• The Niskanen Center just gave up on ideological libertarianism. (Well, why not? The LP and the Cato Institute led the way long ago. And it’s the thing to do if you’re in DC.)
  • Jeff Thomas: It’s not the end of the world. Just one of those mad turning points of history. 6 Comments
  • Monday links

  • The way modern empires die: They become too heavy-handed, and tech makes it practical to slip away from them. (H/T TSO)
  • Nine years after implementation of Common Core, schooling standards continue to fall. (True, no doubt, but let’s note that they’ve been falling under virtually every government-driven initiative, ever, and in fact falling since universal government schooling was imposed.)
  • Oh yeah, here’s another of those typical white supremacists who vandalize synagogues. This one was helped along by the New York Times and NYC city hall. 2 Comments
  • Tuesday links

  • Hillary drops an incredibly racist “joke” that that would get anybody to the right of her pilloried.
  • An Iranian immigrant starts a GoFundMe for victims of the Tree of Life massacre and raises nearly a million dollars in three days. Remember, “Look for the helpers. You will always find people who are helping.”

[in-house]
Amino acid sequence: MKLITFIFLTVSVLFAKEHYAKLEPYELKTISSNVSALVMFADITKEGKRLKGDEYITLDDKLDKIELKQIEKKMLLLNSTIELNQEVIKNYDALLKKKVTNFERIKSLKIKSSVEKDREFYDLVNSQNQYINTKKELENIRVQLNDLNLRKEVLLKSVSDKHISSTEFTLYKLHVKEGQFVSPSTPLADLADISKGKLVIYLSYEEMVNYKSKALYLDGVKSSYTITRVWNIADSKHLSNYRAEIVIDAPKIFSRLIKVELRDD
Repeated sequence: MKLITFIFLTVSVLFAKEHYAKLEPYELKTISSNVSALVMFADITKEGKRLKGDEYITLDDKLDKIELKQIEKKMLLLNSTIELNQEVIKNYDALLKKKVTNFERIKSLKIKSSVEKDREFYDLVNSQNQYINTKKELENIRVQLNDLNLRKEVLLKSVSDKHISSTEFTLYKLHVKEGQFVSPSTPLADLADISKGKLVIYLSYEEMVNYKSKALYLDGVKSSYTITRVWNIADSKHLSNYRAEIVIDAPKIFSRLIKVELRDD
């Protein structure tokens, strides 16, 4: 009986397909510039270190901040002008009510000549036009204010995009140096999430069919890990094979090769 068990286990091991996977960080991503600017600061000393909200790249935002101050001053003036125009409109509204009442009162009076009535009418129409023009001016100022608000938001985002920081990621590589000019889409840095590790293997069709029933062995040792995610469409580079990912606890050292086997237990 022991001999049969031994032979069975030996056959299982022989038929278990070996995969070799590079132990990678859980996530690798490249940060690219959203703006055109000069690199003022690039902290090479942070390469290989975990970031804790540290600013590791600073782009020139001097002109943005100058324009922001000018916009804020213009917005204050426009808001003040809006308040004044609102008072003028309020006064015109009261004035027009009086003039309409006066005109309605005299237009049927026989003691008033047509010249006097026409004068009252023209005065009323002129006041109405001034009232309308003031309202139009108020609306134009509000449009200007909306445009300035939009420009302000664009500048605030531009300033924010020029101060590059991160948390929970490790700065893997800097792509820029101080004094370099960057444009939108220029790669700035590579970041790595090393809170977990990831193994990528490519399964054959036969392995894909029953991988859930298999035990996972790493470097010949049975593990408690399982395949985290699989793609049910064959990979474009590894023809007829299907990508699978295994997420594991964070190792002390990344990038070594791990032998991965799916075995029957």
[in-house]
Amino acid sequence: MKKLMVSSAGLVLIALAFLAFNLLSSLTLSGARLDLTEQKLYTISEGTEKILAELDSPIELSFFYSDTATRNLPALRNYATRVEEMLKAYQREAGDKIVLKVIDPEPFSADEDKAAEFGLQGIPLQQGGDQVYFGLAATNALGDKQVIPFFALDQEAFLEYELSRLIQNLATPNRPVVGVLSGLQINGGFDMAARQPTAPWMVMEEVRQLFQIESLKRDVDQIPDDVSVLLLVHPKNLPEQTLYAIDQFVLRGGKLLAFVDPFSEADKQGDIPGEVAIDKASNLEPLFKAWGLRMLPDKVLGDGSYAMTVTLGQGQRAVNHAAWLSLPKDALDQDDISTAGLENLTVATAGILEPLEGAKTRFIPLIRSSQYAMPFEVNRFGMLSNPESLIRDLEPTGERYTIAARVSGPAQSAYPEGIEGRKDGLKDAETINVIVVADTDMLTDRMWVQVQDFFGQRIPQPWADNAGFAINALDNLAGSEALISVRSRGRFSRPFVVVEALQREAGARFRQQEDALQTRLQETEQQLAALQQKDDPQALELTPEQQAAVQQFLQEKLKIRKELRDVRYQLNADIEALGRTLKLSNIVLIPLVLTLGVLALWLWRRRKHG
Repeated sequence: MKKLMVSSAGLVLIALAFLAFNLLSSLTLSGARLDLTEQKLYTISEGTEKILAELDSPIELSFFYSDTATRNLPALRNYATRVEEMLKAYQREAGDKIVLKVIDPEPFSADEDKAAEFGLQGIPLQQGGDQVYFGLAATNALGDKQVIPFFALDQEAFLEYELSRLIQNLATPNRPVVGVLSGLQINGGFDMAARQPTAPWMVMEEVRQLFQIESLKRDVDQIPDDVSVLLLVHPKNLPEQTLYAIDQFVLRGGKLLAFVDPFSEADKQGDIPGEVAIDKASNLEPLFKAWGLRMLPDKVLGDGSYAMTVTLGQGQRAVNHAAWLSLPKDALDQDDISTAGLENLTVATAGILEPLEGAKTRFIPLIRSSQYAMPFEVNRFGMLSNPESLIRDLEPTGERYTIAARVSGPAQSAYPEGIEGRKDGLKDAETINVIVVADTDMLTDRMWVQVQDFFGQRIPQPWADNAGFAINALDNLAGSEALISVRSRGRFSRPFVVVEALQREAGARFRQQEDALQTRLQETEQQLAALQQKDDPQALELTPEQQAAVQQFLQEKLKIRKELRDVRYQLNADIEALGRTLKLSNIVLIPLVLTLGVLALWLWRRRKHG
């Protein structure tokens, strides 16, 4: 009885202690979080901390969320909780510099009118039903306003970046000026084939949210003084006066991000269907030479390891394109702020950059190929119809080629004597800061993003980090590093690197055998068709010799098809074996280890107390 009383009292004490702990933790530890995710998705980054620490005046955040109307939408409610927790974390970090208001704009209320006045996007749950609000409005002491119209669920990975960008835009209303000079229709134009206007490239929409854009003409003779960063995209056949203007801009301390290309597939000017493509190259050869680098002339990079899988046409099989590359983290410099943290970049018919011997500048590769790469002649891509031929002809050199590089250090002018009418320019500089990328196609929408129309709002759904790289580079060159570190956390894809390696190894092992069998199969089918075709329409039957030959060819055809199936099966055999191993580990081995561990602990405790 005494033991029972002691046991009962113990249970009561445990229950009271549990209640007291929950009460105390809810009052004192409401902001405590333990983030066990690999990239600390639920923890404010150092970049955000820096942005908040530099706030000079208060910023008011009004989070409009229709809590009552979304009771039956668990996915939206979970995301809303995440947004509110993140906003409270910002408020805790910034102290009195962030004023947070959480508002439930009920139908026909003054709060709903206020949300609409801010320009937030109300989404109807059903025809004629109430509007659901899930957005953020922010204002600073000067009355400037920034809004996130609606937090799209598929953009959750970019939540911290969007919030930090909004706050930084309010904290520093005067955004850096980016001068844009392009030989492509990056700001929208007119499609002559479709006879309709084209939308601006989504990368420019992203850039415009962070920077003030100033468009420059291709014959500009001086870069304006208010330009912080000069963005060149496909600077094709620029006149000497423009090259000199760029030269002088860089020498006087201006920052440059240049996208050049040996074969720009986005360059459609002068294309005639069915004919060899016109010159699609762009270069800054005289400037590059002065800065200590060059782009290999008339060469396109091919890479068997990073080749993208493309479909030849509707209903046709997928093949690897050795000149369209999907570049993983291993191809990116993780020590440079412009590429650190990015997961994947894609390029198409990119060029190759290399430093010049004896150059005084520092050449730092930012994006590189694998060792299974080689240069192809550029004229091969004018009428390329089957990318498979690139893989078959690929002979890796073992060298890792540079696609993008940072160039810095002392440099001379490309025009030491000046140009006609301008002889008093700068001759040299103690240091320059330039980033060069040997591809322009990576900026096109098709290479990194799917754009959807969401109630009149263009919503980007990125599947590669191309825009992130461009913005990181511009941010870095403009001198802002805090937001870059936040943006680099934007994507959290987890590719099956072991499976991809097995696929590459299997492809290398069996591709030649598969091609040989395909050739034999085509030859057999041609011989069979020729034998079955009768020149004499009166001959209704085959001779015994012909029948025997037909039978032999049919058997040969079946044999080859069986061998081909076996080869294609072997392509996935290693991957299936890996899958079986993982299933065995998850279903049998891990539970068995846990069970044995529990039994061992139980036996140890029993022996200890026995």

• OTOH, some prominent but twitterpated Jews think it’s somehow possible to fight anti-Semitism by shunning and banning from worship fellow Jews who happen not to share their political opinions. Is there no end to the hatred oozing from people who imagine themselves to be against hate? 8 Comments
  • Yeah, sometimes you need to v*te

    As Joel says, sometimes you need to v*te. Of course I know all the principled and practical arguments against v*ting. I’ve made many of those arguments myself. I admire Wendy McElroy, who famously wrote that she would not even have v*ted against Hitler. I don’t knock anybody who chooses to v*te — or who chooses not to. I’ve been on both sides and see both points of view. I was born to a v*te-worshipping mother, raised to politics, and gave it all up mostly out of futility after the one “victory” I took part in turned out to be the…

    23 Comments